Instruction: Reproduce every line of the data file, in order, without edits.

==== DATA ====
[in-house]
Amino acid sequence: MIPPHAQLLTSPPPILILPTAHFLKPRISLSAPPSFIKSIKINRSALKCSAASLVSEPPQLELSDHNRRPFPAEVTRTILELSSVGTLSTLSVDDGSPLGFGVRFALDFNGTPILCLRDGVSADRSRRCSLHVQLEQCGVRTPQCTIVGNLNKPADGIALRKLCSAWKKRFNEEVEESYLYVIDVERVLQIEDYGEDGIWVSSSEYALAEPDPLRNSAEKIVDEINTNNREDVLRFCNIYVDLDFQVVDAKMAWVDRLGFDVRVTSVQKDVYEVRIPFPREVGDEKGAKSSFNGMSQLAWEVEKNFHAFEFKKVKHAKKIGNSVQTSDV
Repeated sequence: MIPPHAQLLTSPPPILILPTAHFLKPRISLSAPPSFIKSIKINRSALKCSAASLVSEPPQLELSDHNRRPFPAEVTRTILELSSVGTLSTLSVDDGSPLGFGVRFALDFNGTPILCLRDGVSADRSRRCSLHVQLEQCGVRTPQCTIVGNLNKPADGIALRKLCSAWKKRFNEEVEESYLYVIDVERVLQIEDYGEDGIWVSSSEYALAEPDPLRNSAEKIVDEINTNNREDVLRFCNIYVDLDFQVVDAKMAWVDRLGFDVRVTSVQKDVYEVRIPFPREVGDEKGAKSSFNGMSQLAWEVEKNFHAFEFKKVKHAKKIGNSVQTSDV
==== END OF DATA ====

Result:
[in-house]
Amino acid sequence: MIPPHAQLLTSPPPILILPTAHFLKPRISLSAPPSFIKSIKINRSALKCSAASLVSEPPQLELSDHNRRPFPAEVTRTILELSSVGTLSTLSVDDGSPLGFGVRFALDFNGTPILCLRDGVSADRSRRCSLHVQLEQCGVRTPQCTIVGNLNKPADGIALRKLCSAWKKRFNEEVEESYLYVIDVERVLQIEDYGEDGIWVSSSEYALAEPDPLRNSAEKIVDEINTNNREDVLRFCNIYVDLDFQVVDAKMAWVDRLGFDVRVTSVQKDVYEVRIPFPREVGDEKGAKSSFNGMSQLAWEVEKNFHAFEFKKVKHAKKIGNSVQTSDV
Repeated sequence: MIPPHAQLLTSPPPILILPTAHFLKPRISLSAPPSFIKSIKINRSALKCSAASLVSEPPQLELSDHNRRPFPAEVTRTILELSSVGTLSTLSVDDGSPLGFGVRFALDFNGTPILCLRDGVSADRSRRCSLHVQLEQCGVRTPQCTIVGNLNKPADGIALRKLCSAWKKRFNEEVEESYLYVIDVERVLQIEDYGEDGIWVSSSEYALAEPDPLRNSAEKIVDEINTNNREDVLRFCNIYVDLDFQVVDAKMAWVDRLGFDVRVTSVQKDVYEVRIPFPREVGDEKGAKSSFNGMSQLAWEVEKNFHAFEFKKVKHAKKIGNSVQTSDV